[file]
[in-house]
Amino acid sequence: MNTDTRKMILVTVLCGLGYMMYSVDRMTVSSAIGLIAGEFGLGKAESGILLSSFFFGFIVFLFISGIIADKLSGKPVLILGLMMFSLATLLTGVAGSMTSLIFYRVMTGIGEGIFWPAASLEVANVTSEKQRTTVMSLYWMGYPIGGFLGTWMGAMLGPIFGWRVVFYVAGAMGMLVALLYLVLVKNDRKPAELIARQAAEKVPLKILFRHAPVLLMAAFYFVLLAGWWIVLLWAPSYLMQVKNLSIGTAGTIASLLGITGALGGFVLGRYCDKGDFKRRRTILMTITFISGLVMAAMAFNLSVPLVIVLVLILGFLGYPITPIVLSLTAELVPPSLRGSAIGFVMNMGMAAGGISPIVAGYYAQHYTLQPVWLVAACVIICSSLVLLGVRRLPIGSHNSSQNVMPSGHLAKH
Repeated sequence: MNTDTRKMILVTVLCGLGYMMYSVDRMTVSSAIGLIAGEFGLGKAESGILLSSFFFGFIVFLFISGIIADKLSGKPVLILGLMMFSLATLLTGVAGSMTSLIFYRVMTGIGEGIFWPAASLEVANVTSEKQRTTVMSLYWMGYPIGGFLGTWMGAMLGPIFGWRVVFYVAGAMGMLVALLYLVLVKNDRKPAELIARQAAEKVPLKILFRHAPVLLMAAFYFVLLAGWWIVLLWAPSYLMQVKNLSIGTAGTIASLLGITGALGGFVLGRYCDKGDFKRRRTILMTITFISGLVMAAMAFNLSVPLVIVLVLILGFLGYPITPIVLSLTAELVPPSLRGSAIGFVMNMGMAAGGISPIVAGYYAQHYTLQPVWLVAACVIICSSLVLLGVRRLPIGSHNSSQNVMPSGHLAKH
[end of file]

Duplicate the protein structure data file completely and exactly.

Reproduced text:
[in-house]
Amino acid sequence: MNTDTRKMILVTVLCGLGYMMYSVDRMTVSSAIGLIAGEFGLGKAESGILLSSFFFGFIVFLFISGIIADKLSGKPVLILGLMMFSLATLLTGVAGSMTSLIFYRVMTGIGEGIFWPAASLEVANVTSEKQRTTVMSLYWMGYPIGGFLGTWMGAMLGPIFGWRVVFYVAGAMGMLVALLYLVLVKNDRKPAELIARQAAEKVPLKILFRHAPVLLMAAFYFVLLAGWWIVLLWAPSYLMQVKNLSIGTAGTIASLLGITGALGGFVLGRYCDKGDFKRRRTILMTITFISGLVMAAMAFNLSVPLVIVLVLILGFLGYPITPIVLSLTAELVPPSLRGSAIGFVMNMGMAAGGISPIVAGYYAQHYTLQPVWLVAACVIICSSLVLLGVRRLPIGSHNSSQNVMPSGHLAKH
Repeated sequence: MNTDTRKMILVTVLCGLGYMMYSVDRMTVSSAIGLIAGEFGLGKAESGILLSSFFFGFIVFLFISGIIADKLSGKPVLILGLMMFSLATLLTGVAGSMTSLIFYRVMTGIGEGIFWPAASLEVANVTSEKQRTTVMSLYWMGYPIGGFLGTWMGAMLGPIFGWRVVFYVAGAMGMLVALLYLVLVKNDRKPAELIARQAAEKVPLKILFRHAPVLLMAAFYFVLLAGWWIVLLWAPSYLMQVKNLSIGTAGTIASLLGITGALGGFVLGRYCDKGDFKRRRTILMTITFISGLVMAAMAFNLSVPLVIVLVLILGFLGYPITPIVLSLTAELVPPSLRGSAIGFVMNMGMAAGGISPIVAGYYAQHYTLQPVWLVAACVIICSSLVLLGVRRLPIGSHNSSQNVMPSGHLAKH